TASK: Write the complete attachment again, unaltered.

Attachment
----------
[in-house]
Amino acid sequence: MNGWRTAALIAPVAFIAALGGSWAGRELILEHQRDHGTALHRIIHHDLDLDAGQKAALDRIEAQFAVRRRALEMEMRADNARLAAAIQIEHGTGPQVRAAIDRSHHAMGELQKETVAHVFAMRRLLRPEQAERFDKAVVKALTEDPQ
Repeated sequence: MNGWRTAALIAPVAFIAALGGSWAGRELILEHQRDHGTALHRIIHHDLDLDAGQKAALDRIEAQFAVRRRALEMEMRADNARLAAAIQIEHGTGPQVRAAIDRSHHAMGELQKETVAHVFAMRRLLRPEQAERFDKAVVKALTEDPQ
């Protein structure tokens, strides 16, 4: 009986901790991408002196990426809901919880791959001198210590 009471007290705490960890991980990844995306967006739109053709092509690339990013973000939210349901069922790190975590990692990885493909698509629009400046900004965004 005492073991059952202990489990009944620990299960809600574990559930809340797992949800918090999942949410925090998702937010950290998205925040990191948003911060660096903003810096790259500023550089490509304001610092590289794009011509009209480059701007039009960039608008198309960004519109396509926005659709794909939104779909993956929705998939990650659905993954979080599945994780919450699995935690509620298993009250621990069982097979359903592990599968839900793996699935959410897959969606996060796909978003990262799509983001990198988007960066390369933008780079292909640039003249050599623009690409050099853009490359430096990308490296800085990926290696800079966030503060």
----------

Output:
[in-house]
Amino acid sequence: MNGWRTAALIAPVAFIAALGGSWAGRELILEHQRDHGTALHRIIHHDLDLDAGQKAALDRIEAQFAVRRRALEMEMRADNARLAAAIQIEHGTGPQVRAAIDRSHHAMGELQKETVAHVFAMRRLLRPEQAERFDKAVVKALTEDPQ
Repeated sequence: MNGWRTAALIAPVAFIAALGGSWAGRELILEHQRDHGTALHRIIHHDLDLDAGQKAALDRIEAQFAVRRRALEMEMRADNARLAAAIQIEHGTGPQVRAAIDRSHHAMGELQKETVAHVFAMRRLLRPEQAERFDKAVVKALTEDPQ
């Protein structure tokens, strides 16, 4: 009986901790991408002196990426809901919880791959001198210590 009471007290705490960890991980990844995306967006739109053709092509690339990013973000939210349901069922790190975590990692990885493909698509629009400046900004965004 005492073991059952202990489990009944620990299960809600574990559930809340797992949800918090999942949410925090998702937010950290998205925040990191948003911060660096903003810096790259500023550089490509304001610092590289794009011509009209480059701007039009960039608008198309960004519109396509926005659709794909939104779909993956929705998939990650659905993954979080599945994780919450699995935690509620298993009250621990069982097979359903592990599968839900793996699935959410897959969606996060796909978003990262799509983001990198988007960066390369933008780079292909640039003249050599623009690409050099853009490359430096990308490296800085990926290696800079966030503060």